Though landscape architecture is always a response to context, the formation of islands and archipelagos as gardens, groves and wilderness is a strong dimension of my work.
Island forms stimulate diverse use and meaning, so make places of rich imaginative function. Interpreted variously as sanctuaries, preserves, places of defense and prospect, places of incarceration, isolation or remoteness: there is endless potential to overlay and alter these meanings in the abstract spatial structure of landscapes.
Garden with 8 IslandsCrooksemoor Building Court, University of Sheffield. 2011.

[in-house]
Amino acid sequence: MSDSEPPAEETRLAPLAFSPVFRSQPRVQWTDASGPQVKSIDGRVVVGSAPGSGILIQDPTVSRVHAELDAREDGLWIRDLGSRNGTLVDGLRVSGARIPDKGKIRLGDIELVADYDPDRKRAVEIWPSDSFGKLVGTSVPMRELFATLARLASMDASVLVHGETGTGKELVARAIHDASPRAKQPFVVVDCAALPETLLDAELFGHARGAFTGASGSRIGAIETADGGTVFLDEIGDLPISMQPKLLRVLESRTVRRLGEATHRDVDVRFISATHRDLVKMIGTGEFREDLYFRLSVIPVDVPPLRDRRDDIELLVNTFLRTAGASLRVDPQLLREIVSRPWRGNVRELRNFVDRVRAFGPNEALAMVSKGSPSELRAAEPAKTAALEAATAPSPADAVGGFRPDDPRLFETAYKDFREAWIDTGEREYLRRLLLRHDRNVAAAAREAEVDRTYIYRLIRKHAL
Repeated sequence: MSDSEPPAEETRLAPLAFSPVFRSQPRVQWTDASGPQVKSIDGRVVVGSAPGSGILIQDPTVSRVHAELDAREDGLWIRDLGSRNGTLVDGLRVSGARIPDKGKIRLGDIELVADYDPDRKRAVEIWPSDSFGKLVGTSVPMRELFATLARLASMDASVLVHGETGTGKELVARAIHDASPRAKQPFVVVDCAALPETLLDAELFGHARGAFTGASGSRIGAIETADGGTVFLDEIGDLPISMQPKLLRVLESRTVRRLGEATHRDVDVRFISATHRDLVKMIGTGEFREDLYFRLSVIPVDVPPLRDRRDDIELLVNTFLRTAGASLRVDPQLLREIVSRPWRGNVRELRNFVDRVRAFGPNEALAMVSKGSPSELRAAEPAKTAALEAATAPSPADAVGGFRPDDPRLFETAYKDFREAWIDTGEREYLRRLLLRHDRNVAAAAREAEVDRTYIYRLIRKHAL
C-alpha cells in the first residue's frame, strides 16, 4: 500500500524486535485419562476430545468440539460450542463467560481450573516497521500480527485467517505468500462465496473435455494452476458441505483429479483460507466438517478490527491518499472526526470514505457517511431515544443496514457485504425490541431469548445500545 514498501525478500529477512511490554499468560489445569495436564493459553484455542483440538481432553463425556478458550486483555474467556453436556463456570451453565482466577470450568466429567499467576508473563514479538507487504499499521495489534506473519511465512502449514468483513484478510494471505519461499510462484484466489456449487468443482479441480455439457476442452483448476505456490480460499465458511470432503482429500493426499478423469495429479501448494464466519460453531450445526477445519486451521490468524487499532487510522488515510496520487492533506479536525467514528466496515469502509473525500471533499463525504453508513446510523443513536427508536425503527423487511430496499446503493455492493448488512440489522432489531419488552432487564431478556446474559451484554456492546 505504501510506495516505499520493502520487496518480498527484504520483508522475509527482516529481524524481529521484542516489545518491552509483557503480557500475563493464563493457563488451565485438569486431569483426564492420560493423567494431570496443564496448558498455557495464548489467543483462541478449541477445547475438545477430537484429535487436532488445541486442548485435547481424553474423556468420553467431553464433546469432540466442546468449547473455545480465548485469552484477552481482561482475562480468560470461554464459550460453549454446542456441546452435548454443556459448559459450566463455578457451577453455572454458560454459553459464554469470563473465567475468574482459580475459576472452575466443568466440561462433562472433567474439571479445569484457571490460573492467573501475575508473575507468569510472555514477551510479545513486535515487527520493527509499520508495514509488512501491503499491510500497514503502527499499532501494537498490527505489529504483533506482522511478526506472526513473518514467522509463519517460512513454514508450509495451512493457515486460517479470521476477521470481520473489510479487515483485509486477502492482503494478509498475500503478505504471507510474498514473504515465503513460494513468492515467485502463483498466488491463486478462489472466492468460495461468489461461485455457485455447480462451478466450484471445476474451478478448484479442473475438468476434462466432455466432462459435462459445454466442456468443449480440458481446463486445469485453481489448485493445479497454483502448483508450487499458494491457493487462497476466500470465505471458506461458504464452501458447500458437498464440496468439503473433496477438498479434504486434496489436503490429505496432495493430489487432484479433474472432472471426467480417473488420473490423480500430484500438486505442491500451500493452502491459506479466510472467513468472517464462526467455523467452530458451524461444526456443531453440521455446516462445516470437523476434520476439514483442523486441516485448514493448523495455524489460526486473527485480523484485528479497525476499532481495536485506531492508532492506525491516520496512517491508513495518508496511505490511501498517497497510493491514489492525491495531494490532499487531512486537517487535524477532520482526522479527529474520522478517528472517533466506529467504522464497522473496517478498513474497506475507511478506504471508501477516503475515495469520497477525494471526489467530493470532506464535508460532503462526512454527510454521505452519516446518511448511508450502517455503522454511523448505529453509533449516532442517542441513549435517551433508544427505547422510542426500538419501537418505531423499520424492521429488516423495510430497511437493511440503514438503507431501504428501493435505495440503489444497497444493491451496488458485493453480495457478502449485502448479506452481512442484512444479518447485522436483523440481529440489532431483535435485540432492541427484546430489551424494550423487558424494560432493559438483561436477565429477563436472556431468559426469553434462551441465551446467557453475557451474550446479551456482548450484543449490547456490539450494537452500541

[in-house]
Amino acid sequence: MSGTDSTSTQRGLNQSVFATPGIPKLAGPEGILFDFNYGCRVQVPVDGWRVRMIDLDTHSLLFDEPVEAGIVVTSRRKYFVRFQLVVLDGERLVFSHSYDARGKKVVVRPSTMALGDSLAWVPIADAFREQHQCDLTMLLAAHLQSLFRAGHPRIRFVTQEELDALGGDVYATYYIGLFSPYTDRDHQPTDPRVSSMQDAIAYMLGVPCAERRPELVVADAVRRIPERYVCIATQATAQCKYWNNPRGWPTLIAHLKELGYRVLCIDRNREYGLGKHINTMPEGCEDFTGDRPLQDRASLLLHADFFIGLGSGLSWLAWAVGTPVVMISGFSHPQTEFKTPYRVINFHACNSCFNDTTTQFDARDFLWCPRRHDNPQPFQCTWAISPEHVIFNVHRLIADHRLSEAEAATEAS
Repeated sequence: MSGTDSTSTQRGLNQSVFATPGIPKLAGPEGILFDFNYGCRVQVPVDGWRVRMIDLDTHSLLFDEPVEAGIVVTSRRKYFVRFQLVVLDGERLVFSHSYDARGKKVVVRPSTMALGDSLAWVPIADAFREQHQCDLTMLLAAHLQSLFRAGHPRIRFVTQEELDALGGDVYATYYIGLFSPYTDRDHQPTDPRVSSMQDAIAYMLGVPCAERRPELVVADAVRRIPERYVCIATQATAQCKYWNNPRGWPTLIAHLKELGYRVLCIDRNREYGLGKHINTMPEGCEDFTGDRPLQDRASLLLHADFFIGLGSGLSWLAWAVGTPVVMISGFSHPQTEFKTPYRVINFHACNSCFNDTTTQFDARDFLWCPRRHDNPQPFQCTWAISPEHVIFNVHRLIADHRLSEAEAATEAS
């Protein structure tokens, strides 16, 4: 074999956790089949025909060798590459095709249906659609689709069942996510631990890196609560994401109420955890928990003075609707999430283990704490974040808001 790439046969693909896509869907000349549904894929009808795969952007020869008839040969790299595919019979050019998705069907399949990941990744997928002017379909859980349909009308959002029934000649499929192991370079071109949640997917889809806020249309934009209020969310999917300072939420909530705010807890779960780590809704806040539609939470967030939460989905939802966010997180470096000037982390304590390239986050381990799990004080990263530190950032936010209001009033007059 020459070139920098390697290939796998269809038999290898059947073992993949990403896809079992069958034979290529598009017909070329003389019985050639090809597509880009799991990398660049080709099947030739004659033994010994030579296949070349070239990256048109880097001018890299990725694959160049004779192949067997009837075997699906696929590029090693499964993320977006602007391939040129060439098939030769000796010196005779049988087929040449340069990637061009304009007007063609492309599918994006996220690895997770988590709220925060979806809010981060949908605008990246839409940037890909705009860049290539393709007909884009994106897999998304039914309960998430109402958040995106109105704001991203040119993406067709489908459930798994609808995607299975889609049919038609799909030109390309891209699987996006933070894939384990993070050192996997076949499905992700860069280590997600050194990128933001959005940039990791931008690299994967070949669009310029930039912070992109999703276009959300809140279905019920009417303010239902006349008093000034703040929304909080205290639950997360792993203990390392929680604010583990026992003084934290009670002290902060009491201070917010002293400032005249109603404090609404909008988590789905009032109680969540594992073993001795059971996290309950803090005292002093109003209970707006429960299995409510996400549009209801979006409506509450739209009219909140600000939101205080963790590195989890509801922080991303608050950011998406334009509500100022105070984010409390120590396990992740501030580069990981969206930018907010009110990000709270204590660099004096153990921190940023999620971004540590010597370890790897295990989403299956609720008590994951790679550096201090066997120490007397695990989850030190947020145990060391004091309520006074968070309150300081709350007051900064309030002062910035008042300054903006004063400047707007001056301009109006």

with Jie Liao, Zoe Dunsiger and students UoS.
Cloister garden used recycled turf, stone, soil, shrubs and grasses. The garden was constructed by removing turf to create circular islands, and seeding a ‘sea’ of native wild grasses around preserved island lawns. The removed turf was stacked to create sculpted volumes: cube, cylinder, oblelisk, reinforced with prunings of Contoneaster horizontalis that had been cut back to allow better stair access. The environmental principle: take nothing, (re)use everything was applied. Crossing the cloister court became a game of island-hopping. Picnic lunches took place on the islands.